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The reality of your commute...

(215 Posts)
happyfrogger Fri 31-Jan-14 14:54:32

In the big scary business of thinking of moving house, we are caught up in 'only 40 minutes to London by train' type towns. Wow - quick!! If you live on the train doorstep, work at Waterloo station and can start work at 9.45. In reality I guess this also can mean a 15 minute drive to the station through eugh traffic, 20 mins on the tube at the other end, another 10 minute walk to the office etc etc... before you even factor in who's dropping who off, school runs, childminders and so forth.

In reality, where do you commute from and is it hell or worth every second to live out of the big smoke? Can you park at the station? Can you get a seat and use the time on the train? Is commuting realistic with both parents working in London + school runs??

FWIW we're considering being Surrey - London commuters...

coffeeinbed Fri 31-Jan-14 14:55:43

It's a bad day to be asking TBH.
It's been a fucking nightmare today.

juniperjane Fri 31-Jan-14 15:13:12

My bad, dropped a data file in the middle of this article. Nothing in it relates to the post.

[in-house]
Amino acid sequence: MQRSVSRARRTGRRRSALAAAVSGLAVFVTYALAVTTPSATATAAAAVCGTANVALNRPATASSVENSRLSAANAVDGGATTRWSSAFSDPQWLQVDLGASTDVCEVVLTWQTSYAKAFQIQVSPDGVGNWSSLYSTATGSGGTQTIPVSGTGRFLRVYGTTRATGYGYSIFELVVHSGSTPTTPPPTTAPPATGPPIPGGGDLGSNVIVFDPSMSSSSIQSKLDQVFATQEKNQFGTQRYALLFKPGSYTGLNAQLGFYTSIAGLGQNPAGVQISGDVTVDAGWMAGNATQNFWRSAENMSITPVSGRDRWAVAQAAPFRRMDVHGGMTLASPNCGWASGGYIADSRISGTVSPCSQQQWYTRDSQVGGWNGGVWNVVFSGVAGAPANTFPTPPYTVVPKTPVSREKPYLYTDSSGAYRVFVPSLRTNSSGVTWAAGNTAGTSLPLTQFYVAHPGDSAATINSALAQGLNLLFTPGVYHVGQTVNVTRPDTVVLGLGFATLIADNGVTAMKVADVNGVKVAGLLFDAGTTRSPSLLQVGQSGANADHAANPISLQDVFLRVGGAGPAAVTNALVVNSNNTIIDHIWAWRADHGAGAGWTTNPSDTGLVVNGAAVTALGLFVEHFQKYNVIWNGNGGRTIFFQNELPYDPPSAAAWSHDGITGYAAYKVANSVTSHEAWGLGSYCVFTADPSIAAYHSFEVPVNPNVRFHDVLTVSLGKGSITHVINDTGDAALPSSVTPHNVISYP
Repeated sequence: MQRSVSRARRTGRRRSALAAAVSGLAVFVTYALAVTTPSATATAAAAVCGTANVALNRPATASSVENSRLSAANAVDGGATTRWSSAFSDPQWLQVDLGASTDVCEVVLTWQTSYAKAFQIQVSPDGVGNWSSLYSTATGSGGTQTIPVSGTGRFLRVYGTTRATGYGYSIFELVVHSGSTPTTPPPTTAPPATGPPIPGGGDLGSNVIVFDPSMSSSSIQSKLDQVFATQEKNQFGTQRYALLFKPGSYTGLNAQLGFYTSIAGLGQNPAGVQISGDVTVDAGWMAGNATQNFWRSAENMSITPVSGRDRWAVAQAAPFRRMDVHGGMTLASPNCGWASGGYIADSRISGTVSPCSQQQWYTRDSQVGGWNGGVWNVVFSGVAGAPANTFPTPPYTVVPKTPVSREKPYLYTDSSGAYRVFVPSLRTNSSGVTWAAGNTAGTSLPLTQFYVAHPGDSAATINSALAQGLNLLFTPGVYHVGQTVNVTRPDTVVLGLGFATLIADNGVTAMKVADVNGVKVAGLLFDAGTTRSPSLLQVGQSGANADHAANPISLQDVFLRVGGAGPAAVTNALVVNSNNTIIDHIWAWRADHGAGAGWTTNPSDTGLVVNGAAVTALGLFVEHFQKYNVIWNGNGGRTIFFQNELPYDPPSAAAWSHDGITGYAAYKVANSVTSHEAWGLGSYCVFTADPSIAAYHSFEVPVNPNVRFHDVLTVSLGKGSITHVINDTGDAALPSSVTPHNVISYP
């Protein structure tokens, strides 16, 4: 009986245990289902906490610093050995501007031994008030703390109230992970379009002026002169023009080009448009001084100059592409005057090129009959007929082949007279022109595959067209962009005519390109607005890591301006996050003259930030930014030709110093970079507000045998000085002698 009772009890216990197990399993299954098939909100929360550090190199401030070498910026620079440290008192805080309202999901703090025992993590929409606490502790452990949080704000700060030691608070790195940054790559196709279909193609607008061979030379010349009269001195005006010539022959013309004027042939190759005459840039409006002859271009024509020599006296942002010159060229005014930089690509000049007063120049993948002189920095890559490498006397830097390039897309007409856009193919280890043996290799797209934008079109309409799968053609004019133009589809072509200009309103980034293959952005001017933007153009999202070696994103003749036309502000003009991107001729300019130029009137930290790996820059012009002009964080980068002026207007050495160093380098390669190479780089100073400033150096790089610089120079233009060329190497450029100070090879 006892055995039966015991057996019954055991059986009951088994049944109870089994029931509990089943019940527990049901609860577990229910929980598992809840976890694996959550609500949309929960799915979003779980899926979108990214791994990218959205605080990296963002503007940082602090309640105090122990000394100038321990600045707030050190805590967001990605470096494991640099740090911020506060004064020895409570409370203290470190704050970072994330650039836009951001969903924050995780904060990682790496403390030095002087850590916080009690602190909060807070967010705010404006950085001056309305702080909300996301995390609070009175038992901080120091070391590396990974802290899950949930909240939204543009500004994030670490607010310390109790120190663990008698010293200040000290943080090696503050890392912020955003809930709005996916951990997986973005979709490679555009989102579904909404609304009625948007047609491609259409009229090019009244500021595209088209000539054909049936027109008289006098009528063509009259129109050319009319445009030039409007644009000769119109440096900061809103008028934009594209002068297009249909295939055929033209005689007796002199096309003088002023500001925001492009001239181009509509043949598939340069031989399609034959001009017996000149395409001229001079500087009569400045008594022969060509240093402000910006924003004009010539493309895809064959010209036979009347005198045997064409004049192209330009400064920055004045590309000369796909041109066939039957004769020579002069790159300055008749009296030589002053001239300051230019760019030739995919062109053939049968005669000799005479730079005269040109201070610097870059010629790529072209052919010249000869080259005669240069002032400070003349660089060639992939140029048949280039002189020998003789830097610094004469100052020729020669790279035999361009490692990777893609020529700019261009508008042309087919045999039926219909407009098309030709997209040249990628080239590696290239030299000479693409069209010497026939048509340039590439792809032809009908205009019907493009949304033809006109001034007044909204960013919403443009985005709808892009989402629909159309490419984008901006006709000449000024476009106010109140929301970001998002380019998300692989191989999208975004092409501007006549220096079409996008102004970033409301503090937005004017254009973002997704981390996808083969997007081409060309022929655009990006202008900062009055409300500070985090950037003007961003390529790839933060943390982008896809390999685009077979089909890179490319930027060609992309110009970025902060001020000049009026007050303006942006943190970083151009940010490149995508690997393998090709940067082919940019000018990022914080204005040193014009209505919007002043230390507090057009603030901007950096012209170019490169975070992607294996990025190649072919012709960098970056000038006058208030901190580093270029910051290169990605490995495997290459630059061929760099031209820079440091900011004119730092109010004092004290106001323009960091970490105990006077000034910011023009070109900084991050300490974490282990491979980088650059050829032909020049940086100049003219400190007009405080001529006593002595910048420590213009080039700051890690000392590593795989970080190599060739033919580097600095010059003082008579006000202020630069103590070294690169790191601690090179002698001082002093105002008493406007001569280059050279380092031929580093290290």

You can queue for 20 mins just to get on the platform for the Waterloo and City line at peak times .......

Treats Fri 31-Jan-14 15:19:46

We drive 5 mins to the childminder to drop the children off and leave the car outside their house. Of course we could walk but a) it cuts down the stress of all having to get out of the house (doesn't matter if they're not wearing coats and shoes) and b) it saves us a good 20 minutes. The children get plenty of exercise later in the day.

Then we walk 15 minutes to the station - we could get the bus but it would only save about 5 minutes, and if it's not raining the exercise and fresh air are welcome.

Train is 30 minutes into London Waterloo. I then get the tube to London Bridge where I work. I'd say tube and walk take me about 20 mins from Waterloo.

DH works in Stratford and gets the W&C and then the Central Line. Takes him about the same amount of time from Waterloo (shorter walk).

We tend to manage it so that one of us drops off and the other collects so that we're not both late in and then leaving early.

When you think about what's involved it seems a bit scary but once you start doing it, everyone gets used to the routine.

AlpacaPicnic Fri 31-Jan-14 15:38:44

I have been known to do a dry run of a potential commute, at roughly 'rush hour' times, just to get a feel for what it's like, where the problems may occur etc...